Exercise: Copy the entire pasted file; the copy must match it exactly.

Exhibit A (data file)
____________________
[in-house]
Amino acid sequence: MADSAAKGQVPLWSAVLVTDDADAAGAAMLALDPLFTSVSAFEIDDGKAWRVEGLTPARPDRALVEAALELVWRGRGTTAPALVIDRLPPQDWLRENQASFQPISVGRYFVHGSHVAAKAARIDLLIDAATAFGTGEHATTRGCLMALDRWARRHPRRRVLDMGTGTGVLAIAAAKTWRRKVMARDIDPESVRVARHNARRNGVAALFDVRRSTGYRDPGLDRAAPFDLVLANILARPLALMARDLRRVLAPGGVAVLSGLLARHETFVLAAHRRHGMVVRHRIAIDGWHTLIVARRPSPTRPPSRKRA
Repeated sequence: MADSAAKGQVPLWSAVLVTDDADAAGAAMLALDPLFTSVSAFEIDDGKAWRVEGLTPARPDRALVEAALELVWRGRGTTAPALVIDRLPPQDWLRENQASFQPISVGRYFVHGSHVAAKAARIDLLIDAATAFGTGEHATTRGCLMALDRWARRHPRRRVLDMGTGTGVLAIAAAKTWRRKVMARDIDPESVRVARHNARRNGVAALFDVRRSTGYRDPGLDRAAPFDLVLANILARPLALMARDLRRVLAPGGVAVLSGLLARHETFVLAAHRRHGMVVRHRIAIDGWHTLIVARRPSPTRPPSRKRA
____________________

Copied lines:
[in-house]
Amino acid sequence: MADSAAKGQVPLWSAVLVTDDADAAGAAMLALDPLFTSVSAFEIDDGKAWRVEGLTPARPDRALVEAALELVWRGRGTTAPALVIDRLPPQDWLRENQASFQPISVGRYFVHGSHVAAKAARIDLLIDAATAFGTGEHATTRGCLMALDRWARRHPRRRVLDMGTGTGVLAIAAAKTWRRKVMARDIDPESVRVARHNARRNGVAALFDVRRSTGYRDPGLDRAAPFDLVLANILARPLALMARDLRRVLAPGGVAVLSGLLARHETFVLAAHRRHGMVVRHRIAIDGWHTLIVARRPSPTRPPSRKRA
Repeated sequence: MADSAAKGQVPLWSAVLVTDDADAAGAAMLALDPLFTSVSAFEIDDGKAWRVEGLTPARPDRALVEAALELVWRGRGTTAPALVIDRLPPQDWLRENQASFQPISVGRYFVHGSHVAAKAARIDLLIDAATAFGTGEHATTRGCLMALDRWARRHPRRRVLDMGTGTGVLAIAAAKTWRRKVMARDIDPESVRVARHNARRNGVAALFDVRRSTGYRDPGLDRAAPFDLVLANILARPLALMARDLRRVLAPGGVAVLSGLLARHETFVLAAHRRHGMVVRHRIAIDGWHTLIVARRPSPTRPPSRKRA